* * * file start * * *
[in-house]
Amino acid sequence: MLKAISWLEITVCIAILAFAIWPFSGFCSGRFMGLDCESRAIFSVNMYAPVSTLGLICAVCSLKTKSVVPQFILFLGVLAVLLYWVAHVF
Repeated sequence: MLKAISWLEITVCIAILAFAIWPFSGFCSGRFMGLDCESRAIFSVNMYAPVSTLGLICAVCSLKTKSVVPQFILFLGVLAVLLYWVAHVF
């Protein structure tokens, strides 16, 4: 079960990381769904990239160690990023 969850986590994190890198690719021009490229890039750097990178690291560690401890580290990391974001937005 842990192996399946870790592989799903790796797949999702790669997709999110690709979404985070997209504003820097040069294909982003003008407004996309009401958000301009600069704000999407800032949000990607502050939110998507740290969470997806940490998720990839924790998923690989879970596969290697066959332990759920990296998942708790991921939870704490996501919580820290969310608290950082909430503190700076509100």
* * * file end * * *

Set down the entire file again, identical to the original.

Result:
[in-house]
Amino acid sequence: MLKAISWLEITVCIAILAFAIWPFSGFCSGRFMGLDCESRAIFSVNMYAPVSTLGLICAVCSLKTKSVVPQFILFLGVLAVLLYWVAHVF
Repeated sequence: MLKAISWLEITVCIAILAFAIWPFSGFCSGRFMGLDCESRAIFSVNMYAPVSTLGLICAVCSLKTKSVVPQFILFLGVLAVLLYWVAHVF
């Protein structure tokens, strides 16, 4: 079960990381769904990239160690990023 969850986590994190890198690719021009490229890039750097990178690291560690401890580290990391974001937005 842990192996399946870790592989799903790796797949999702790669997709999110690709979404985070997209504003820097040069294909982003003008407004996309009401958000301009600069704000999407800032949000990607502050939110998507740290969470997806940490998720990839924790998923690989879970596969290697066959332990759920990296998942708790991921939870704490996501919580820290969310608290950082909430503190700076509100």